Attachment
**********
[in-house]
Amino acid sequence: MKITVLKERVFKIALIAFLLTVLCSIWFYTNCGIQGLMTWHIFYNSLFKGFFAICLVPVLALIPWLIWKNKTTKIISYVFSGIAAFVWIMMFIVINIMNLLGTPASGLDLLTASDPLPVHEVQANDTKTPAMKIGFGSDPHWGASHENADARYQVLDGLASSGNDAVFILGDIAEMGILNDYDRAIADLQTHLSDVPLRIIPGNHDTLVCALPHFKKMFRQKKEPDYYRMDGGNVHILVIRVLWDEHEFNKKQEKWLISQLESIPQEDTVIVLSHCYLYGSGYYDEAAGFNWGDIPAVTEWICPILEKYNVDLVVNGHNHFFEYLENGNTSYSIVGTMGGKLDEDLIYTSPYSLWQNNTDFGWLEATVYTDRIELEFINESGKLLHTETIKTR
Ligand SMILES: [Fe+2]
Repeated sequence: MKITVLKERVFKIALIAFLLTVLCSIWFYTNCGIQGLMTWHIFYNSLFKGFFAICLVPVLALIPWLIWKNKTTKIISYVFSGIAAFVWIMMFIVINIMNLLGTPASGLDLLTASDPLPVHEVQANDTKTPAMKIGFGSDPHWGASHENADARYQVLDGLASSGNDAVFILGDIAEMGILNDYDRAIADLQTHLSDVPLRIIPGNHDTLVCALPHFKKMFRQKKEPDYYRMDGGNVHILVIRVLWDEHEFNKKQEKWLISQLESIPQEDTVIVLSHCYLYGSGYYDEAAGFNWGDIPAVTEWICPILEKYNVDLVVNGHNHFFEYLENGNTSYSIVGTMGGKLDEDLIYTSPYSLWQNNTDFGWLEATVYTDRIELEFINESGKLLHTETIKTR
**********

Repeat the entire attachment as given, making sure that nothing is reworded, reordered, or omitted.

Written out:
[in-house]
Amino acid sequence: MKITVLKERVFKIALIAFLLTVLCSIWFYTNCGIQGLMTWHIFYNSLFKGFFAICLVPVLALIPWLIWKNKTTKIISYVFSGIAAFVWIMMFIVINIMNLLGTPASGLDLLTASDPLPVHEVQANDTKTPAMKIGFGSDPHWGASHENADARYQVLDGLASSGNDAVFILGDIAEMGILNDYDRAIADLQTHLSDVPLRIIPGNHDTLVCALPHFKKMFRQKKEPDYYRMDGGNVHILVIRVLWDEHEFNKKQEKWLISQLESIPQEDTVIVLSHCYLYGSGYYDEAAGFNWGDIPAVTEWICPILEKYNVDLVVNGHNHFFEYLENGNTSYSIVGTMGGKLDEDLIYTSPYSLWQNNTDFGWLEATVYTDRIELEFINESGKLLHTETIKTR
Ligand SMILES: [Fe+2]
Repeated sequence: MKITVLKERVFKIALIAFLLTVLCSIWFYTNCGIQGLMTWHIFYNSLFKGFFAICLVPVLALIPWLIWKNKTTKIISYVFSGIAAFVWIMMFIVINIMNLLGTPASGLDLLTASDPLPVHEVQANDTKTPAMKIGFGSDPHWGASHENADARYQVLDGLASSGNDAVFILGDIAEMGILNDYDRAIADLQTHLSDVPLRIIPGNHDTLVCALPHFKKMFRQKKEPDYYRMDGGNVHILVIRVLWDEHEFNKKQEKWLISQLESIPQEDTVIVLSHCYLYGSGYYDEAAGFNWGDIPAVTEWICPILEKYNVDLVVNGHNHFFEYLENGNTSYSIVGTMGGKLDEDLIYTSPYSLWQNNTDFGWLEATVYTDRIELEFINESGKLLHTETIKTR